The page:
Bonguet said the Ariane 6 is holding to its 2020 schedule, but ArianeGroup had to invest its own non-ESA resources into the test program to hold to that date. He didn’t label the size of the investment, but said ArianeGroup is building an additional upper stage in order to perform tests in parallel with the lower stage.
Bonguet said ArianeGroup will perform tests of the fully integrated Ariane 6 in the second half of 2019 into early 2020. In 2018, test firings will begin for the Avio-supplied strap on solid rocket boosters, he said.
ArianeGroup and Arianespace plan to overlap launches of Ariane 5 and Ariane 6 until around 2023. Bonguet said commercial demand for the Ariane 6 looks promising enough that the company is considering five launches in 2022.
Arianespace bought six more Vega and four Vega C from Avio last month, has yet to place an order for Ariane 6 rockets with ArianeGroup. To keep schedule, ArianeGroup is already buying long-lead items for the first batch.
“We have already ordered long-lead items covering up to launcher 15 already in order to be on time,” he said. “Industry is anticipating the start of production this way. We are doing this because there is an exploitation readiness key point organized by ESA and member states at the end of this year taking place in November-December, with a final outcome in March where the member states will formally endorse Arianespace with the operational role of Ariane 6.”
So far the first Ariane 6 customer is the European Commission for two Galileo launches. Bonguet said ArianeGroup is still waiting on a commitment from the European Commission to aggregate European government demand into a binding commitment for at least five Ariane 6 launches per year. This need, in order to ensure stable demand for the rocket, “is confirmed in principle,” but has yet to be confirmed in a contractual manner, he said.
The 1st nozzle of the P120 booster common to Ariane 6 and Vega-C on its way to Kourou
The 1st nozzle of the P120 solid rocket motor manufactured in the ArianeGroup plant in Le Haillan is en route for Kourou
The nozzle is an essential sub-assembly which creates thrust by ejecting themotor’s combustion gases
This new step confirms the progress made by the Ariane 6 program, which is on-schedule
The first images can be downloaded from XXXX
The first nozzle of the P120 solid rocket motor common to the future European launchers has just left for the Guiana Space Centre in Kourou (French Guiana). It will be fitted to the body of the booster intended for the first firing test on the solid rocket booster test stand (BEAP).
This nozzle, which makes use of the most advanced solid fuel technologies, was designed by the ArianeGroup teams on the Le Haillan site near Bordeaux.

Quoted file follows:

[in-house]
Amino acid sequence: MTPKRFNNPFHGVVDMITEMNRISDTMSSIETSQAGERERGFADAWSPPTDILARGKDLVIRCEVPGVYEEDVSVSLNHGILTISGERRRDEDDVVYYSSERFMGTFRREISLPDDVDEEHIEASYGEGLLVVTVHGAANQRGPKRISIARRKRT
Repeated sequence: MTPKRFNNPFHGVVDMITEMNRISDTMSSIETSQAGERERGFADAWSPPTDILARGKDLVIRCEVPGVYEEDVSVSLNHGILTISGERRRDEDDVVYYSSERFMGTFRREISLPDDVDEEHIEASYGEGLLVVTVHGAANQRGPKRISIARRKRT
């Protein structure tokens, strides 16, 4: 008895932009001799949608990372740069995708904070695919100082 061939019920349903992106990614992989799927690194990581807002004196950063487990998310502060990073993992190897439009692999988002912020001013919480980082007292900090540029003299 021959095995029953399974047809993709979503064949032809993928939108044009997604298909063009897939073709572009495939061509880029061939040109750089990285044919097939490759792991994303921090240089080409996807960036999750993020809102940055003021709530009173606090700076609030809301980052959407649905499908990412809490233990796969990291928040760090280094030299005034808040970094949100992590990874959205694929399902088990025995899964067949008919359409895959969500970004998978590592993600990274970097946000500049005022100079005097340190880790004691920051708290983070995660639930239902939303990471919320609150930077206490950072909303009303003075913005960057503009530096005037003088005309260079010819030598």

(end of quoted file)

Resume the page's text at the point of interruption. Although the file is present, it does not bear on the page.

For Yves Traissac, head of solid fuel propulsion at ArianeGroup: “The P120 nozzle is a model of technological success and design to cost. It meets the exacting demands of the Ariane 6 and Vega-C programs. This achievement is the result of the experience acquired by our teams with the Ariane 5 and Vega programs. This new nozzle comprises a number of highly competitive innovations, such as a flexible pivot with composite reinforcements and transfer of elastomers, jet path parts made of a new carbon/carbon material, a composite divergent nozzle with industrial winding and fullyautomated assembly.”
The P120 contains 142 metric tons of solid propellant, its lift-off thrust can reach 400 tons and the motor runs for 130 seconds. The nozzle allows very high speed ejection of the very hot gases (3,000°C) generated by the motor, thus creating thrust by transforming the energy of the combustion gases into kinetic energy. It can also pivot, which enables the launcher to be piloted. The technologies and materials used, including thermostructural(1) composites, are able to dealwith these extreme conditions throughout the motor’s operating period. The nozzle contributes to meeting the goals of the Ariane 6 and Vega-C programs: optimized costs, shorter cycles owing to a simplified design and the use of innovative technologies and processes.
Once assembled, the P120 motor will be tested on the BEAP in Kourou during the summer of 2018. Two other test stand firings will follow to qualify this motor before the flights of Vega-C in 2019 and Ariane 6 in 2020.
(1) Thermostructural: composite materials with excellent mechanical properties at very high temperature.
Design authority and industrial lead contractor for the development and operation of the Ariane 6 launcher on behalf of the European Space Agency (ESA), ArianeGroup coordinates an industrial network of more than 600 companies in 13 European countries, including more than 350 Small and Medium Enterprises (SMEs).